• SuperTripNexus: Elite in-game items, most of which are heavily influenced by Nintendo 64.

  • SuperTripShorts: A collection of SuperTrip64’s exclusive 1 of 1 pieces prior to creating SuperTripLand. The collection is 3 distinct pieces of digital art.

  • SuperRare Collection SuperTrip NFTs: Another marketplace for two additional pieces of digital art created by SuperTrip64 prior to the creation of the game.

  • Foundation SuperTrip64 NFTs: Another additional marketplace for more pieces of digital art by SuperTrip64.

Phew! That’s a lot of art. But what about the volume on these collections?

Average price per NFT for the Supertrippies collection has soared, with a low average of 0.237Ξ per to now 1.95Ξ as of writing. Total volume since inception for Supertrippies is sitting at ~160Ξ. 

64 Bit Ecstasy and Serenity NFTs also had similar volume at 114Ξ, with the floor price for these more common NFT sitting comfortably at 0.0343Ξ.

With this game continuing to gain traction and additional followers on social media, I suspect that the floor price for all of the collections mentioned above will rise as the game crawls slowly towards a state of completion. 

Key Takeaways

This is a very idiosyncratic art project and game, and there’s a myriad of reasons why a brand wouldn’t want to make something like this. There are numerous drug and cult references, and it is definitely made for internet people that have a hankering for nostalgia and sharing Pepe memes online. It is because of these reasons that the project is successful. It goes to places that many projects are seemingly incapable or unwilling to go. Despite this, I still think brands should take a hard look at this project to learn how they could better connect with the audiences they’re trying to connect with and sell to.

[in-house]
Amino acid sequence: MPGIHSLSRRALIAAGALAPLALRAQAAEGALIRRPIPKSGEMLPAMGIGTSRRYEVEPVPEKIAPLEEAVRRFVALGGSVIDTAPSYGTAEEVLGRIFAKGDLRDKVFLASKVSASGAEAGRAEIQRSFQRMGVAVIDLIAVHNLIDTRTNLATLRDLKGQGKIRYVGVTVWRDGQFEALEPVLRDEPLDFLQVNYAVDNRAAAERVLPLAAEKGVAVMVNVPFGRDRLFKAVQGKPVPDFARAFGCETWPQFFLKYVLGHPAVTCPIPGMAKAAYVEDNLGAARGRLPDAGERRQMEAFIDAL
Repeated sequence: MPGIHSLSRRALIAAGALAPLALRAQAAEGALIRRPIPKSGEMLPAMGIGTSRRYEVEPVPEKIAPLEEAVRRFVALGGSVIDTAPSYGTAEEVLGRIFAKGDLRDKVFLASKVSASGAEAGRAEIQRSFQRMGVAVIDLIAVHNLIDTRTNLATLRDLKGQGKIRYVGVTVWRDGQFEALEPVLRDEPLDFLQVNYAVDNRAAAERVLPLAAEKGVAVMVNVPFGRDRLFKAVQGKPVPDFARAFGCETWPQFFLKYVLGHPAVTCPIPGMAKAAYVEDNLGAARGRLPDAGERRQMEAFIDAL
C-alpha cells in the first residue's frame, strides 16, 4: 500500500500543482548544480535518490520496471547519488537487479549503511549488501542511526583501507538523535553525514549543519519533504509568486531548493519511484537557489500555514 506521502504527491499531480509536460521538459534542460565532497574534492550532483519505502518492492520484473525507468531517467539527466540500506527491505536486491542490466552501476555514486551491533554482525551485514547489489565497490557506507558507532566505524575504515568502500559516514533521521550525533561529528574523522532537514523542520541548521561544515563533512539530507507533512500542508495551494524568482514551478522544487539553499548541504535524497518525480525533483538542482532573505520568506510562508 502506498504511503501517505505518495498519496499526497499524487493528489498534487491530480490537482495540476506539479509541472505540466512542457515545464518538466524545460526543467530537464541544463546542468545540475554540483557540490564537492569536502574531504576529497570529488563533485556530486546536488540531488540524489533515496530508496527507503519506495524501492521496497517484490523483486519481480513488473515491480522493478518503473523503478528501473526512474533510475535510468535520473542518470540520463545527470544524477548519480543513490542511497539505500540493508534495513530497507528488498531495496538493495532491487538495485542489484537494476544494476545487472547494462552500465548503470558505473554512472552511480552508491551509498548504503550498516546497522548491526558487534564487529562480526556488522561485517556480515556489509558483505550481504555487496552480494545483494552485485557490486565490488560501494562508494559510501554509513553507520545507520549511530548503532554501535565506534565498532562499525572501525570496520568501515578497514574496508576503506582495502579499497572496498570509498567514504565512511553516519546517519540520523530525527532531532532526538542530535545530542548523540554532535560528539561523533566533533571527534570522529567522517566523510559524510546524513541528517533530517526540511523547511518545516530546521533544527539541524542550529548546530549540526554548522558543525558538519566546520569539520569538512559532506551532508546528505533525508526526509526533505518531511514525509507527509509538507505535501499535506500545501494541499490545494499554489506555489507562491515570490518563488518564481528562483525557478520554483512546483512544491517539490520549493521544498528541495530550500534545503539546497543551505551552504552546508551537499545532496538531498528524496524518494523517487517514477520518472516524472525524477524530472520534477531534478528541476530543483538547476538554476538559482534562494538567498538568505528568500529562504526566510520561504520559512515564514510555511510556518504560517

Takeaways Include:

  • Memes are cultural currency. Creating a game you can play anywhere stuffed to the brim with references you immediately get allows for an instant connection, pulling people in. Memes bring people in, good gameplay mechanics and community get people to stay.

  • NFTs are used in this game as an enhancement, and are not required to enjoy the experience. You don’t have to pay to play this game. However, the NFTs are so well done and thoughtfully created that they would be worth collecting even if there wasn’t a game.

  • Community is key. From online ranking for scores within the arena to voting on submitted ideas for the game, this game is best experiences with others. The Discord maximizes the usage of NFTs, and there is plenty of room for growth in terms of utility for the NFTs that have already been released.

  • The art is really, really good. Even if there wasn’t a game, the artwork for the NFT collections is among the best I’ve ever seen, and the 1 of 1’s are astonishingly detailed.

  • The gameplay is simple, and the mechanics are more like early 2000’s games and simpler Roblox games. This, combined with the art, makes the game a breeze throughout.

  • There’s no substitute for hard work and intelligence. The people who made this game poured their blood, sweat, and tears into it. Commissioned metaverse experiences feel exactly like what they are, produced and curated by people not earnestly invested in the experience over the long haul.

That’s it! I really wanted to bring more eyeballs to this project, and I hope the focus and attention to detail you’ve seen with some of the artwork here has proven interesting or at least humorous. This is an incredible project, and I’ve never found something more delightful or clever in terms of both art and game projects within the NFT space. The creators deserve all the success that comes to them with this project, and I will be following it in the months and years to follow. Who knows, maybe they’ll even port the game over to Sega Dreamcast.

Thanks, and I’ll be back next week with another piece,


Spatial Awareness
Spatial Awareness
Chris Sotraidis